What is Odinism?


Odinism is the continuation of the religious, spiritual and philosophical beliefs of the indigenous peoples of northern Europe and their descendants both in Europe and the “New World”. Our ancestors had a very subtle understanding of the relationship between humanity, nature, and human and divine destiny. This highly moral and scientifically advanced viewpoint was suppressed when Christianity was imposed on the North Sea Peoples, but it never died out.

Today it is flourishing once again, and is recognised as a valid religion by the governments of Australia, the United Kingdom, the United States and Iceland. In the 21st century we have become heirs to the wisdom of our forebears, and we are gradually rediscovering just how wise they really were.

What does Odinism involve?

  • Odinism is the key to both the past and the future. It is one of the few living traditions that still honour the religious and philosophical traditions of ancient Indo-European spirituality.
  • Modern Hinduism, Jainism and Buddhism have perverted that tradition, but the eternal truths of Odinism have been preserved, both in texts and in practice.
  • Odinism provides an understanding of the next stage of our history, during which a higher form of humanity will come into being, and helps us deal with this difficult period of transition.
  • We recognise many gods and goddesses, some of whom are familiar from the names of the days of the week. Tuesday, for instance, is named after Tiw, Wednesday after Woden (In Scandinavia known as Odin and in Germany as Wotan), Thursday after Thor, and Friday after Frigga.
  • The gods and goddesses are our friends and allies.
  • Our ancestors are sacred. Some are already living with the gods.
  • Many of us will be reincarnated until we reach our potential.
  • The world is currently undergoing a period of dislocation and depravity, known in our sacred texts as the “Wolf Age”. If we and the gods work together, the forces of chaos can be defeated, and humanity can be surpassed by a higher evolutionary entity.
The Nine Pillars of Odinism
  1. To maintain candour and fidelity in love, and devotion to the tried friend: “Though he strike me I will do him no scathe”.
  2. Never to make wrongsome oath: grim is the reward for the breaking of plighted troth.
  3. To deal not hardly with the humble and lowly.
  4. To remember the respect that is due to great age.
  5. To suffer no evil to go unremedied and to fight against the enemies of family, land, folk and faith: “My foes I will fight in the field, nor be burnt in my house”.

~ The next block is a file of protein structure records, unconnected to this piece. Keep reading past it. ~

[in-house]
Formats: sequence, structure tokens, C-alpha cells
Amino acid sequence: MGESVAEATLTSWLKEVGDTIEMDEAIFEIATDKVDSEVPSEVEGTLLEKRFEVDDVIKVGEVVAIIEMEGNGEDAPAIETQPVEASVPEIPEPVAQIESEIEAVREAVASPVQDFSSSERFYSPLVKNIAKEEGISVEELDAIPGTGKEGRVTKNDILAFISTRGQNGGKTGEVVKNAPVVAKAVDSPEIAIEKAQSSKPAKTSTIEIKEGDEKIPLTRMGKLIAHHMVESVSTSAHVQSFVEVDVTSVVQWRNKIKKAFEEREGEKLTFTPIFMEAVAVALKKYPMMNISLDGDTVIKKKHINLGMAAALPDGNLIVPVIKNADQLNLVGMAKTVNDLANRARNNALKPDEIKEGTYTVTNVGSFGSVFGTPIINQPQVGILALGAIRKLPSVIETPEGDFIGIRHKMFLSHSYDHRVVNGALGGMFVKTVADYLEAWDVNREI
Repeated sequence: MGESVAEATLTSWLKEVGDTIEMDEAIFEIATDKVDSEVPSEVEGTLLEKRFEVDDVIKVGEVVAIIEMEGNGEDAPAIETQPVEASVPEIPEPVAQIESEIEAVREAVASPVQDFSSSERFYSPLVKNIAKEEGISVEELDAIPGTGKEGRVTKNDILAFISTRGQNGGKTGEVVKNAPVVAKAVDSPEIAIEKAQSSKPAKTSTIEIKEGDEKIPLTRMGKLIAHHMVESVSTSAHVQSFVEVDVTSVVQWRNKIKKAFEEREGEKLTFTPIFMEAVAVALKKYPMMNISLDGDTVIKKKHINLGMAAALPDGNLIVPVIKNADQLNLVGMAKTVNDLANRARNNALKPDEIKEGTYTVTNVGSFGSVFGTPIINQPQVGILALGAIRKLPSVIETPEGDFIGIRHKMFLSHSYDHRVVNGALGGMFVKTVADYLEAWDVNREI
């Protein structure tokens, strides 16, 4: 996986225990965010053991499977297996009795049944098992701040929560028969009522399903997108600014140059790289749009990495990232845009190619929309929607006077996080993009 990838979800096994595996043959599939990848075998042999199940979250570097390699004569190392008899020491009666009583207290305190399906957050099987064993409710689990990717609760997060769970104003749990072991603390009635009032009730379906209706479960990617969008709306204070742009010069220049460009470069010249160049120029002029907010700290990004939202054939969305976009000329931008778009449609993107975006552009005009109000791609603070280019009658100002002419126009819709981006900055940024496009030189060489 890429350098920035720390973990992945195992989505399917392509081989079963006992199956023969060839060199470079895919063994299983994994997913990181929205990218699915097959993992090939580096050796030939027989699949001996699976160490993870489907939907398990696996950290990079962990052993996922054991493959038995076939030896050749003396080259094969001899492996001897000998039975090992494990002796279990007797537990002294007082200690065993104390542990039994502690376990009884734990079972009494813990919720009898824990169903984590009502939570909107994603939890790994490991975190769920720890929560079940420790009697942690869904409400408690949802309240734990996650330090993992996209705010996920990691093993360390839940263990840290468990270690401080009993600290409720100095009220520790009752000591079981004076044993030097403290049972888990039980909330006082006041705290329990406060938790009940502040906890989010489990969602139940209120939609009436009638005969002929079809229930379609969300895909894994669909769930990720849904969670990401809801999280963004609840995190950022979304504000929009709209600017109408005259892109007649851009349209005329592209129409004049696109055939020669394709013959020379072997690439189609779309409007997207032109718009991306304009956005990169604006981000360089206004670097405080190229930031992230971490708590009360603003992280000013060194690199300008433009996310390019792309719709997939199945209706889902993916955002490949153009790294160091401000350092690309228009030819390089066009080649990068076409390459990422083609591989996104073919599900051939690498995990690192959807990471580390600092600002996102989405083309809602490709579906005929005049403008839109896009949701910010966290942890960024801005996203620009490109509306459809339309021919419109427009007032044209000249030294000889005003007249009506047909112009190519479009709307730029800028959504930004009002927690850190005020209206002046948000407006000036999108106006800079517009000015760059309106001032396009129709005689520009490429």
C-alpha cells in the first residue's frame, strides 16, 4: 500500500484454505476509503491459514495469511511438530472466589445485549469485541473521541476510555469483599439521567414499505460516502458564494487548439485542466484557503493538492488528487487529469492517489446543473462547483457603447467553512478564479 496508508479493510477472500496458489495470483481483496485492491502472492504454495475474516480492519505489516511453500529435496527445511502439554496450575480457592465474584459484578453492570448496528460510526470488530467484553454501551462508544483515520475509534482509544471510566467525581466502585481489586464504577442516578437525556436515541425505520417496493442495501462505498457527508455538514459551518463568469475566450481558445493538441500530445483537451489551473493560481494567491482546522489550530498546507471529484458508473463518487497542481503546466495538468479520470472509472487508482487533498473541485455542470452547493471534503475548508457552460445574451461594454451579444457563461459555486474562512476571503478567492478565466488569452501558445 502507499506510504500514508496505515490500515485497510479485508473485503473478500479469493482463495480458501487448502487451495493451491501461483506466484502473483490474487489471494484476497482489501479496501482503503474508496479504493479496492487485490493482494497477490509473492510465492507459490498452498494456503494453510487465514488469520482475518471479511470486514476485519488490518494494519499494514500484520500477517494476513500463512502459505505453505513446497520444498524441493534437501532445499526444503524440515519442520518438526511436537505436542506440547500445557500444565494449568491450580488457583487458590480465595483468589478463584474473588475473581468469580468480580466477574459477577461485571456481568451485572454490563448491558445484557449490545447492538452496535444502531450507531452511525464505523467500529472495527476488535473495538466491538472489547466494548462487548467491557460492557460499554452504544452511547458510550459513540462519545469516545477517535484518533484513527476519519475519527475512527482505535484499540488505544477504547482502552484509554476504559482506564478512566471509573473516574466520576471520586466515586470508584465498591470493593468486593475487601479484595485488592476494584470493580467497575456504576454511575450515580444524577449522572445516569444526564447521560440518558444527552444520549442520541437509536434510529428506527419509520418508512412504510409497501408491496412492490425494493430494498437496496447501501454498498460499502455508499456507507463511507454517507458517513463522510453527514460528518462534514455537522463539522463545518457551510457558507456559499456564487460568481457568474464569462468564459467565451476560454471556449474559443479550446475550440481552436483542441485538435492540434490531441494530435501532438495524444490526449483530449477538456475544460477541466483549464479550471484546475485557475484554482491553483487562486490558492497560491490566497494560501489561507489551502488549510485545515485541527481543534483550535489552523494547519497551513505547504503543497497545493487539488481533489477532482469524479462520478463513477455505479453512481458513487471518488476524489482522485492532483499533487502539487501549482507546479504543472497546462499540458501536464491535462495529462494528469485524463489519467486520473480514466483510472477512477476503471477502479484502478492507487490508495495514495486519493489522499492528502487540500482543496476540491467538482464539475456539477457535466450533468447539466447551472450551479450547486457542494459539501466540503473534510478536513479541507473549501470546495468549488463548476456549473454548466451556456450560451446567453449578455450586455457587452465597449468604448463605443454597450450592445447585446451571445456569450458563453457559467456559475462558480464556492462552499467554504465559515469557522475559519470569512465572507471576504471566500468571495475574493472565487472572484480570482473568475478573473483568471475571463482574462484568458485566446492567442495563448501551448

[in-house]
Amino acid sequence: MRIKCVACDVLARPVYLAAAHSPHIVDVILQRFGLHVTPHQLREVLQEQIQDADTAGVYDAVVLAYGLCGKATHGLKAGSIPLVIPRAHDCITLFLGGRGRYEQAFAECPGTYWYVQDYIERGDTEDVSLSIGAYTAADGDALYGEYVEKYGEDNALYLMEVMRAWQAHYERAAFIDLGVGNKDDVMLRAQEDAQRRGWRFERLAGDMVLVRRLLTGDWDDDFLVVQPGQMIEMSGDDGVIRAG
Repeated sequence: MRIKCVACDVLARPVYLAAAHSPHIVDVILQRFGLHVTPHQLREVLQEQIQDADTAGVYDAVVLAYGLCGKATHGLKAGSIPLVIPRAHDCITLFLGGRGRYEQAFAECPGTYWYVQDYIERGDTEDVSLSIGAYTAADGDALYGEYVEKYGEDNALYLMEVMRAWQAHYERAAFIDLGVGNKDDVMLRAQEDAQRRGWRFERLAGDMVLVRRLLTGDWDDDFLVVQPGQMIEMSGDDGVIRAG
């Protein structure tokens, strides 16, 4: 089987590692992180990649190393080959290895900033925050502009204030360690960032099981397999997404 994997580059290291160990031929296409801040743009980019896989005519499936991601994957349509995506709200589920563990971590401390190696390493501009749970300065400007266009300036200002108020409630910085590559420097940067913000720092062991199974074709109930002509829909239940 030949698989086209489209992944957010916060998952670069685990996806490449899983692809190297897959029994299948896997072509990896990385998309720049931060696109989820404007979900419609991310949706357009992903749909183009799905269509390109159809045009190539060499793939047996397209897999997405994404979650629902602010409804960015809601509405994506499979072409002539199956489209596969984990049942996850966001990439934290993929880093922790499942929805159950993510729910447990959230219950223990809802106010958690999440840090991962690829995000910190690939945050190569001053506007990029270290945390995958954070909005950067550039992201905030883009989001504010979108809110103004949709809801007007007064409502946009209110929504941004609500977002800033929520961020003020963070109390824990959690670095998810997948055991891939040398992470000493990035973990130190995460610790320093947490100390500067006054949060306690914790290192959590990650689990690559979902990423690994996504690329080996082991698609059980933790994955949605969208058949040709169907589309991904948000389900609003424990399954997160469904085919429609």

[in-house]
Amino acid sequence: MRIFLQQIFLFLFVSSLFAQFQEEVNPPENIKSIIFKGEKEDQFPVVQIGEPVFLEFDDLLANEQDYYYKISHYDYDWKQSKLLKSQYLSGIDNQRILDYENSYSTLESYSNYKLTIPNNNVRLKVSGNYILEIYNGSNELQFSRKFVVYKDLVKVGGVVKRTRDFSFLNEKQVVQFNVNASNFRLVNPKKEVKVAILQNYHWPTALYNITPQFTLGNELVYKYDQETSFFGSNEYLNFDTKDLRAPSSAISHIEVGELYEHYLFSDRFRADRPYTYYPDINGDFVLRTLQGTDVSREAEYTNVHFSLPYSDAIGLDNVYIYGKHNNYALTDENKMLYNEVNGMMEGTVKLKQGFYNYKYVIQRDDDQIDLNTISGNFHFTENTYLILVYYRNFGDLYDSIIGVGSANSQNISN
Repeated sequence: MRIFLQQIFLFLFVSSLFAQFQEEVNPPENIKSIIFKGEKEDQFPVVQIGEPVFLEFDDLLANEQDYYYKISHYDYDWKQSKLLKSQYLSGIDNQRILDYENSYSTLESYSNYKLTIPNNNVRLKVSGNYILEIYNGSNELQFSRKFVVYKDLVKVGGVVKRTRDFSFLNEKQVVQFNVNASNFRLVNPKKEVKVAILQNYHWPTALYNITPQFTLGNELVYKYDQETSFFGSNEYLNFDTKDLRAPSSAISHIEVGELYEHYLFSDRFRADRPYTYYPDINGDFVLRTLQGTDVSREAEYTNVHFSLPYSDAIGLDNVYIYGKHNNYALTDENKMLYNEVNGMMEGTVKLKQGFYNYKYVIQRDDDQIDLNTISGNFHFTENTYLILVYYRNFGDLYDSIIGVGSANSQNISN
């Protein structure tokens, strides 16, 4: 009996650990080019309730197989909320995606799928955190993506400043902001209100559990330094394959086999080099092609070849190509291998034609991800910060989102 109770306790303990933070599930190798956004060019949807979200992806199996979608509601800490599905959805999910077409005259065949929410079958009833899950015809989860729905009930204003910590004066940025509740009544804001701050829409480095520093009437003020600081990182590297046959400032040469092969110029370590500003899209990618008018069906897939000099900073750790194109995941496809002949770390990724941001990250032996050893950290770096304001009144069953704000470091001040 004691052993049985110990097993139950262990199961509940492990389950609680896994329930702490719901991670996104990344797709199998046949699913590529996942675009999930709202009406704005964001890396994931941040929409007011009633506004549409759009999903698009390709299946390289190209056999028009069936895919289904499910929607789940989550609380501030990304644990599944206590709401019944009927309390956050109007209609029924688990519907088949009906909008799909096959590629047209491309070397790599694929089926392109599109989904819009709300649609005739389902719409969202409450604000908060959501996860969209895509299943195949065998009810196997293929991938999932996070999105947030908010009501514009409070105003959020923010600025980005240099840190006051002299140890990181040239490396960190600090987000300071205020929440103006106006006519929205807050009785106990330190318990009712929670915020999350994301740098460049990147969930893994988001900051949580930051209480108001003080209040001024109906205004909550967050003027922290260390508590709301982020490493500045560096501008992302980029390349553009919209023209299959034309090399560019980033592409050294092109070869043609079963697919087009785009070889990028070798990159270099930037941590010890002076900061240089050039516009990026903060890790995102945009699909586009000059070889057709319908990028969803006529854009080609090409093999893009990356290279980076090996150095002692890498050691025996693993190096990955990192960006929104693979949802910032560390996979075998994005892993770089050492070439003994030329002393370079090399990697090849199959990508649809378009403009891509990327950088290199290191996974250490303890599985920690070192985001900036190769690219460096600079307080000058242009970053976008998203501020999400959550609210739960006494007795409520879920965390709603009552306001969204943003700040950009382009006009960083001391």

6. To succour the friendless, but to put no faith in the plighted word of strangers.
  7. To strive not against the word of fools and drunks: for many a grief grows from such things.
  8. To give kind heed to the dead: straw-dead, sea-dead or sword-dead.
  9. To abide by the enactments of lawful authority, and to bear with courage the decrees of the Norns.
The Nine Pillars of Tradition The majority of Odinists around the world are of Anglo-Saxon origin. Our spirituality is therefore certainly not confined to texts that have survived from Scandinavian sources. Our religion doesn’t lay claim to an historical founder. Nor is it defined by a single holy book. All sincere affirmations of our faith may be considered holy as long as they are sanctioned by the following sources of tradition:
  1. Historical information that has been handed down from relatively early times – such as Tacitus’ observations on the continental Angles, Bede’s disclosures on the faith of his ancestors, and so on.
  2. Archaeological evidence bearing on our ancestral beliefs and religious customs, such as the excavations at Yeavering and Sutton Hoo.
  3. Aspects of our religion that have been transmitted in non-literary ways, such as folk-customs, music and art.
  4. Incorporations of our beliefs into partially or even predominantly Christian texts and activities, such as Beowulf, Caedmon’s Hymn, and the Yule and Easter festivals.
  5. Primary religious texts in non-English languages that may have been written in Britain, such as Eiriksmal.
  6. Surviving texts and traditions from the related pre-Christian faiths of Europe and Scandinavia, as well as the broader Indo-European tradition.
  7. The living corpus of Odinist art, music and literature produced since the Christian conquest.
  8. Rites and ceremonies practiced in a variety of twentieth century movements within the Odinist revival.
  9. Personal experience of the ancestral gods and goddesses – or aspects of them – perhaps through morphic resonance with others who have previously followed the same religious path